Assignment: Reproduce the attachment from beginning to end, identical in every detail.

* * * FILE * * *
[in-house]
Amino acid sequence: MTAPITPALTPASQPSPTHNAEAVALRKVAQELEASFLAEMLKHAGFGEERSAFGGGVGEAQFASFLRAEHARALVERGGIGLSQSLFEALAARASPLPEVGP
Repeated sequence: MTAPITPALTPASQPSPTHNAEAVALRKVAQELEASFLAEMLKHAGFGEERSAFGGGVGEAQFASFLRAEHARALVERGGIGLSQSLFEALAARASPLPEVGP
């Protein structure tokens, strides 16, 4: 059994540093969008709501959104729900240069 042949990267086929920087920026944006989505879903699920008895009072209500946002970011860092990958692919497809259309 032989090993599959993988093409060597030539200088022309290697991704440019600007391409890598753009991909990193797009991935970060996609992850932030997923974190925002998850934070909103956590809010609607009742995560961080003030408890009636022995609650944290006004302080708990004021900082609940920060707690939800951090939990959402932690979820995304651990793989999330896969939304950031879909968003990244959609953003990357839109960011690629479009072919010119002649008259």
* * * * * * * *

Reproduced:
[in-house]
Amino acid sequence: MTAPITPALTPASQPSPTHNAEAVALRKVAQELEASFLAEMLKHAGFGEERSAFGGGVGEAQFASFLRAEHARALVERGGIGLSQSLFEALAARASPLPEVGP
Repeated sequence: MTAPITPALTPASQPSPTHNAEAVALRKVAQELEASFLAEMLKHAGFGEERSAFGGGVGEAQFASFLRAEHARALVERGGIGLSQSLFEALAARASPLPEVGP
């Protein structure tokens, strides 16, 4: 059994540093969008709501959104729900240069 042949990267086929920087920026944006989505879903699920008895009072209500946002970011860092990958692919497809259309 032989090993599959993988093409060597030539200088022309290697991704440019600007391409890598753009991909990193797009991935970060996609992850932030997923974190925002998850934070909103956590809010609607009742995560961080003030408890009636022995609650944290006004302080708990004021900082609940920060707690939800951090939990959402932690979820995304651990793989999330896969939304950031879909968003990244959609953003990357839109960011690629479009072919010119002649008259």